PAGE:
Preparing the almanac as the philomaths did seems mind-blowing now. "I certainly couldn't sit down and calculate an almanac," admits George Musser, who edits Mercury magazine for the Astronomical Society of the Pacific in San Francisco. (The Old Farmer's Almanac today is calculated by an astronomy class at Amherst College.)

Educated people, from gentlemen-scientists like Jefferson to ship's captains and frontier farmers, not only turned to the almanac for reference, they added to it, often interleaving a journal of their own observations of stars, weather and other natural phenomena.

Indeed, although long-range weather predictions of any almanac are far less certain than the astronomy, many early users also predicted the weather based on their records of previous years and theories of cycles. Today's Old Farmer's Almanac also bases its predictions on a secret formula of cycles, updated with a former NASA scientist's studies of sunspot activity (and graphics from Accu-Weather).

In an interview Judson S. Hale Sr., the almanac's 12th editor since 1792, pointed out in an interview that the modern study of chaos theory holds that events that appear haphazard do ultimately follow cycles and systems. The almanac's current weather formulas had its hits (California flooding) and misses (Florida's annus horribilis of hurricanes) in 1995.

The unassailable heart of the almanac, however, has always been astronomical data. Such a timetable of planetary movement is technically called an ephemeris. More detailed versions are produced in print and software by astronomy publishers, academics and the federal government, which created the U.S. Naval Observatory for that purpose long before NASA.

The widespread availability of ephemeral data even in an inexpensive almanac is essential to the continued growth of astronomy as well as its understanding.

Even in the space age, this science still has only a few thousand professionals, who can't cover the whole sky and instead depend on the far more numerous amateurs.

For an amateur astronomer, the almanac serves two crucial purposes. The most practical is that the record of moonrise and moonset warns when moonlight will be a hindrance, making the sky too bright to see the stars.

The other, more profound use through the centuries is that almanac predictions provide a reference point, plotting what should be where, a crucial starting point that drives the scientific process. When stars do not conform, new comets and even theories are discovered _ and usually by amateurs _ not to mention that the layperson who gains a simple understanding of the almanac can learn why the moon is one part of the sky one night and somewhere else the next.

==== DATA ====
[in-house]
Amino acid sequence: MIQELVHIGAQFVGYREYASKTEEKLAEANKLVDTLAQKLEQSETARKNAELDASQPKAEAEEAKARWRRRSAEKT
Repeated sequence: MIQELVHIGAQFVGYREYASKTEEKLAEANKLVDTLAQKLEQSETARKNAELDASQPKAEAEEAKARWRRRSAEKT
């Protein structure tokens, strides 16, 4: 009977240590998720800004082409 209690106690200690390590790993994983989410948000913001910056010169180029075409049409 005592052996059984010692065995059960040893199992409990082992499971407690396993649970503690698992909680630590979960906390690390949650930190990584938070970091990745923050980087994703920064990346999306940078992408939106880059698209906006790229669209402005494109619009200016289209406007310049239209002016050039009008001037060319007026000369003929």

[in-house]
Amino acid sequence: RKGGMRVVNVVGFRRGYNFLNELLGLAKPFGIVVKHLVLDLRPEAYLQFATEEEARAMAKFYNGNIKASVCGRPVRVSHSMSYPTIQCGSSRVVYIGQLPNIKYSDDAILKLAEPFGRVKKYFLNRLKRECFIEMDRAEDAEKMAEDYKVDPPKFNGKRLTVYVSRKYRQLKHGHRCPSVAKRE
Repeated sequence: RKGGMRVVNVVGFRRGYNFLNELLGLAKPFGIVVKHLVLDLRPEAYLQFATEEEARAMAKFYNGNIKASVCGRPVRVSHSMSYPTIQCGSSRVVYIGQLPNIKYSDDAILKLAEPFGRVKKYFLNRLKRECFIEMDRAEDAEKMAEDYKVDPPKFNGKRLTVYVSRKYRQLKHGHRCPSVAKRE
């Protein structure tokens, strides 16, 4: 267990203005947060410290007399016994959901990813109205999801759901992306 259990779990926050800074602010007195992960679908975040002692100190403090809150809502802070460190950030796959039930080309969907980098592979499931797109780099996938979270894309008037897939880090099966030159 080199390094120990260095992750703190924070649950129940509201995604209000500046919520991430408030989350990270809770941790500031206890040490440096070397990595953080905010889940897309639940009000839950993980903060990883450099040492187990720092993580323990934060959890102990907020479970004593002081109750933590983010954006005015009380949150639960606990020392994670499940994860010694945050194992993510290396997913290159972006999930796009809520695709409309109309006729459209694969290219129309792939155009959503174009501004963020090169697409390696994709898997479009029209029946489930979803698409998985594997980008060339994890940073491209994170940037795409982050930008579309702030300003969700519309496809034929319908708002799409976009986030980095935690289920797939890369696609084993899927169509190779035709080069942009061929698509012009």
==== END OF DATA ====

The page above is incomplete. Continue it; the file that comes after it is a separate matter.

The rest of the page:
The almanac, combined with a simple star chart can be a simple start to one of the nation's fastest growing hobbies, says Chuck Pisa, who started watching the skies at 10 and 30 years later manages the telescope and specialty optics at Sarasota Camera Exchange and spreads the love of the stars in public schools.

Sometimes he steers novice astronomers away from buying a fancy new telescope. "They look through a telescope at a star, and it can be pretty boring unless it has some color," Pisa says because the drama in the skies is in their movement.

Buy a star chart, a pair of ordinary binoculars, an almanac and a lawnchair and start looking at the sky from the back yard. Watch at a regular time night by night, and you will begin to understand the moon's movement, identify the constellations and planets. Over the weeks and months you'll see the rest of the heavens move. After six months the telescope will be worthwhile and reveal that "the moon is awesome."

That's what almanacs have tracked year after year, for two and half-centuries in America alone.

Today the appeal is growing again, this time among people who haven't looked at the skies for generations and no longer need to guide their farms or ships by them. They're attracted not just by the Hubble telescope's views of Jupiter but by basic contemporary trends; it's a naturalistic hobby, good for the family, easily done at home and stimulating to the mind.

Pisa doesn't hesitate to state the eternal draw of the skies: "It's human nature to look up. It's a lifting of the spirit, sounding somewhat metaphysical, to look at those tiny points of light and know that they're very far, far away." What motivates people is "the experience of trying to know what is unknown and to know (one's) place in the universe."

Some of them have recorded that place in almanacs.

You can look it up.

Information from the Colonial Williamsburg Foundation and You and the Man in the Moon (Down Home Press) was used in this report.